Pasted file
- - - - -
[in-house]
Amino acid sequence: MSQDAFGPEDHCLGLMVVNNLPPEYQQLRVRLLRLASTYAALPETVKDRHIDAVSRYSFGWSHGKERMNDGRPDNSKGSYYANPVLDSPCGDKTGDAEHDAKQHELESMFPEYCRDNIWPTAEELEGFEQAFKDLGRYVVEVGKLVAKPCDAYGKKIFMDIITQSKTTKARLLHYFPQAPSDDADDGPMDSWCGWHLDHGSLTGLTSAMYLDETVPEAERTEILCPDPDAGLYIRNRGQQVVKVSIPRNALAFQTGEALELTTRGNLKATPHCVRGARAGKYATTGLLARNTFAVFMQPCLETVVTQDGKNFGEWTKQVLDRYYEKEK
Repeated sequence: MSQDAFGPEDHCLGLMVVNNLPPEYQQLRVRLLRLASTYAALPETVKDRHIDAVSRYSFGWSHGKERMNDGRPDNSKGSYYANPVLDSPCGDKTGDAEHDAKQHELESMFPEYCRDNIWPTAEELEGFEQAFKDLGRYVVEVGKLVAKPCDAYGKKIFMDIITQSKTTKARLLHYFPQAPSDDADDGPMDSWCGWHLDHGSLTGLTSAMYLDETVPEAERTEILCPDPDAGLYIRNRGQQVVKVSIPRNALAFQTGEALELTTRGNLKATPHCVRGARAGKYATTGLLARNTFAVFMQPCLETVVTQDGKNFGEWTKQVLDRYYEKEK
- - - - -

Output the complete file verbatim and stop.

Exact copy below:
[in-house]
Amino acid sequence: MSQDAFGPEDHCLGLMVVNNLPPEYQQLRVRLLRLASTYAALPETVKDRHIDAVSRYSFGWSHGKERMNDGRPDNSKGSYYANPVLDSPCGDKTGDAEHDAKQHELESMFPEYCRDNIWPTAEELEGFEQAFKDLGRYVVEVGKLVAKPCDAYGKKIFMDIITQSKTTKARLLHYFPQAPSDDADDGPMDSWCGWHLDHGSLTGLTSAMYLDETVPEAERTEILCPDPDAGLYIRNRGQQVVKVSIPRNALAFQTGEALELTTRGNLKATPHCVRGARAGKYATTGLLARNTFAVFMQPCLETVVTQDGKNFGEWTKQVLDRYYEKEK
Repeated sequence: MSQDAFGPEDHCLGLMVVNNLPPEYQQLRVRLLRLASTYAALPETVKDRHIDAVSRYSFGWSHGKERMNDGRPDNSKGSYYANPVLDSPCGDKTGDAEHDAKQHELESMFPEYCRDNIWPTAEELEGFEQAFKDLGRYVVEVGKLVAKPCDAYGKKIFMDIITQSKTTKARLLHYFPQAPSDDADDGPMDSWCGWHLDHGSLTGLTSAMYLDETVPEAERTEILCPDPDAGLYIRNRGQQVVKVSIPRNALAFQTGEALELTTRGNLKATPHCVRGARAGKYATTGLLARNTFAVFMQPCLETVVTQDGKNFGEWTKQVLDRYYEKEK